She has 18 volunteers right now, but more are needed to tutor.
“We always have a waiting list. It’s not huge in Conway, but it’s always two or three people,” she said.
Last week, two students were waiting for tutors.
An English as a Second Language class meets at 6:30 p.m. Thursdays in St. Joseph Catholic School’s Spiritan Hall.
“ESL students come from all walks of life. We will see some who aren’t really literate in their native language, and we’ll see some who are highly educated in their own countries,” she said.
As well as setting her own hours, Mattson said, she enjoys working with the AmeriCorps members and Executive Director Marci Bynum Robertson in the Little Rock office.
Robertson, who started her job in November, said she is impressed with Mattson and what she brings to her position in Conway.
“I think one of the biggest things I see is her close ties to the Conway community,” Robertson said, “and I think the fact that she’s fluent in Spanish is incredible.”
Robertson said that overall, 60 to 75 percent of Literacy Action students in any given month are ESL students. Although not all of them are Hispanic, most of the ESL students in Conway are, Robertson said. In April, for example, 19 of the 33 Conway students were ESL students.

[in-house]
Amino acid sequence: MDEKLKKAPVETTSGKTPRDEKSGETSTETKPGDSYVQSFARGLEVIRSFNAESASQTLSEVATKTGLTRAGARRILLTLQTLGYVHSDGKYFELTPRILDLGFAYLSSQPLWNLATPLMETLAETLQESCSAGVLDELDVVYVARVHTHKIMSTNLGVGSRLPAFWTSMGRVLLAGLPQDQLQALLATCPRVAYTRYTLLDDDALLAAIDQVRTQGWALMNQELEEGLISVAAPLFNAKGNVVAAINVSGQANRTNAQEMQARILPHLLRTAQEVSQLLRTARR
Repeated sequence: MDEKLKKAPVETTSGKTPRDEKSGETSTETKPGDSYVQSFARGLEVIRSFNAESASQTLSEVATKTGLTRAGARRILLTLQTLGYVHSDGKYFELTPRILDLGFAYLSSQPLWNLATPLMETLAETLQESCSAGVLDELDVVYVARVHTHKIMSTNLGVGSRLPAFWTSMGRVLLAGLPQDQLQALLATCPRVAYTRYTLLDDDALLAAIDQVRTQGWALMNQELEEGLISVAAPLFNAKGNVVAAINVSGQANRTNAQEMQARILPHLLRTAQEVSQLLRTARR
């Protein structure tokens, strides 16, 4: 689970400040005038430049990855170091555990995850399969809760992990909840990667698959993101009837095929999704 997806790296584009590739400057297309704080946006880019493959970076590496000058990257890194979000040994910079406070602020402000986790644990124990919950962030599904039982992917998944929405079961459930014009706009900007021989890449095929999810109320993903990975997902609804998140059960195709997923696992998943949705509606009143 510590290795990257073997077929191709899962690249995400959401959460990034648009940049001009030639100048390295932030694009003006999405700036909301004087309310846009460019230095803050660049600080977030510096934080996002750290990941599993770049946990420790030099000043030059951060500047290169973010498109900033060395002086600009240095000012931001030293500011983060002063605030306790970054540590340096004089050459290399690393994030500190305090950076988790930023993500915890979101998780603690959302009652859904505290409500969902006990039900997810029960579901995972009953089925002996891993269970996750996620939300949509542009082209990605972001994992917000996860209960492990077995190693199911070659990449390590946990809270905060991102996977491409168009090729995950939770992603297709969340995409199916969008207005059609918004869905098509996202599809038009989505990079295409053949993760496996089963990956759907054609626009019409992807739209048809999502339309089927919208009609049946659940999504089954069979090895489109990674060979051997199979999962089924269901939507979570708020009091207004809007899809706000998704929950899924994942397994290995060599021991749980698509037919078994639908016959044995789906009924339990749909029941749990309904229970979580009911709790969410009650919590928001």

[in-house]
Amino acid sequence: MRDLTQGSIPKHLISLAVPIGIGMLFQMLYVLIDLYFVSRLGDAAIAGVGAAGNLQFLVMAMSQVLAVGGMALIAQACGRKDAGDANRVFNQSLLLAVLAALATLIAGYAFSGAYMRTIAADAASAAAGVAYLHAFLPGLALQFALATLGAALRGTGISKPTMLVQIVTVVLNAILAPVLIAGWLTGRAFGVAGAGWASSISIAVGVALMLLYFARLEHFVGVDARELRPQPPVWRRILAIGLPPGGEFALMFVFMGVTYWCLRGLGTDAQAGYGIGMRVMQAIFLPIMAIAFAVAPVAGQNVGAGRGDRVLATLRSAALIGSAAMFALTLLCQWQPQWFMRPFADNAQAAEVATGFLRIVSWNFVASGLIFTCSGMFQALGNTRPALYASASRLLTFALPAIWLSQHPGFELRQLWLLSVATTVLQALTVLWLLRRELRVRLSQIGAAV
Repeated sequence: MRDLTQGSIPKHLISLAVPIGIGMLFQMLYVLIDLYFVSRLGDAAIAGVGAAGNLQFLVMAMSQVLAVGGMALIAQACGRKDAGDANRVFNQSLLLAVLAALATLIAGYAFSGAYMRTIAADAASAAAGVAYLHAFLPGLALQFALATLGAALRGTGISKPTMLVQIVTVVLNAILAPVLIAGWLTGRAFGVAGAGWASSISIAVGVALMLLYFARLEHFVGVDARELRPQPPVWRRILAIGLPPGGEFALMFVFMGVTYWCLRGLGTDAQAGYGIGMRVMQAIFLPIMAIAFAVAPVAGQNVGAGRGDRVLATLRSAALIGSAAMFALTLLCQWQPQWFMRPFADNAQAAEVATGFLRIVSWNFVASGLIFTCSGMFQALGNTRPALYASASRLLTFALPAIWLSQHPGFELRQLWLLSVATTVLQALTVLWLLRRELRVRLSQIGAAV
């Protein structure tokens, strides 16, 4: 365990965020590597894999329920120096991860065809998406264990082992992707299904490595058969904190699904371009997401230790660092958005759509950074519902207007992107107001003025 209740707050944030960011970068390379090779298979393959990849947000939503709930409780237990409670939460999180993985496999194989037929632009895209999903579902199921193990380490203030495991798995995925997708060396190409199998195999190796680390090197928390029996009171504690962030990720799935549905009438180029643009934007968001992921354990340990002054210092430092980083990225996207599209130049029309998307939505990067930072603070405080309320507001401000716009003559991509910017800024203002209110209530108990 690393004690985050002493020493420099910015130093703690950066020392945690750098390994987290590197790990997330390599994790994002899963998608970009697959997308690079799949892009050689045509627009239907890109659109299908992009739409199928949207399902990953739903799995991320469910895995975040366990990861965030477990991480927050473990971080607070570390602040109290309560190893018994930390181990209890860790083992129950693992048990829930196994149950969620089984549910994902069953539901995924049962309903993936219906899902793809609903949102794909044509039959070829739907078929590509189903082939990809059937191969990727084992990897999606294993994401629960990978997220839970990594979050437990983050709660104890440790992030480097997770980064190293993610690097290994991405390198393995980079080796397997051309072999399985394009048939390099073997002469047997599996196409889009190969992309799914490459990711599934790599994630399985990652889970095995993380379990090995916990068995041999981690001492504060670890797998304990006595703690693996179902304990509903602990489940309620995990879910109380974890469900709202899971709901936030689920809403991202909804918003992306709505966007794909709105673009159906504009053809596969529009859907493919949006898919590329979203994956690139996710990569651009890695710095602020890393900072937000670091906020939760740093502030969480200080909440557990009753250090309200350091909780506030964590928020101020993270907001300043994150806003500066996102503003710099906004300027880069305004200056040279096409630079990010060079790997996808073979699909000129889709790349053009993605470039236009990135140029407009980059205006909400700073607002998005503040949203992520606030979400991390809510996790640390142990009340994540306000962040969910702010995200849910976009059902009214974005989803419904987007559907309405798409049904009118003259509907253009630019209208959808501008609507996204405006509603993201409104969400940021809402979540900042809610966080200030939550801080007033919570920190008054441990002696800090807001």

“When you’re able to speak to someone in their own language, that promotes an immediate connection,” Robertson said. “Her demeanor puts people at ease and makes them comfortable in what could be an uncomfortable situation.”
Mattson said she loves seeing the success stories.
“One of my previous AmeriCorps members had an ESL member who was able to get her citizenship,” she said. “I’ve had some students who have been able to get their driver’s licenses.
“I have a student personally who was about the fourth-grade reading level when she started, and now she’s at about the eighth grade. She wanted to be able to feel comfortable reading the Bible out loud at church, and I think she feels more comfortable now.”
August will be her third anniversary with the organization, one she wishes more people knew about and would utilize.
“I love feeling like I am being part of a solution. We firmly believe that adult illiteracy is at the root of a lot of socioeconomic issues,” she said. “My No. 1 goal would be just recognition in the community — that people know we’re here, that we provide this service.”
Because helping people have a better life never gets old, she said.
Senior writer Tammy Keith can be reached at (501) 327-0370 or email@example.com.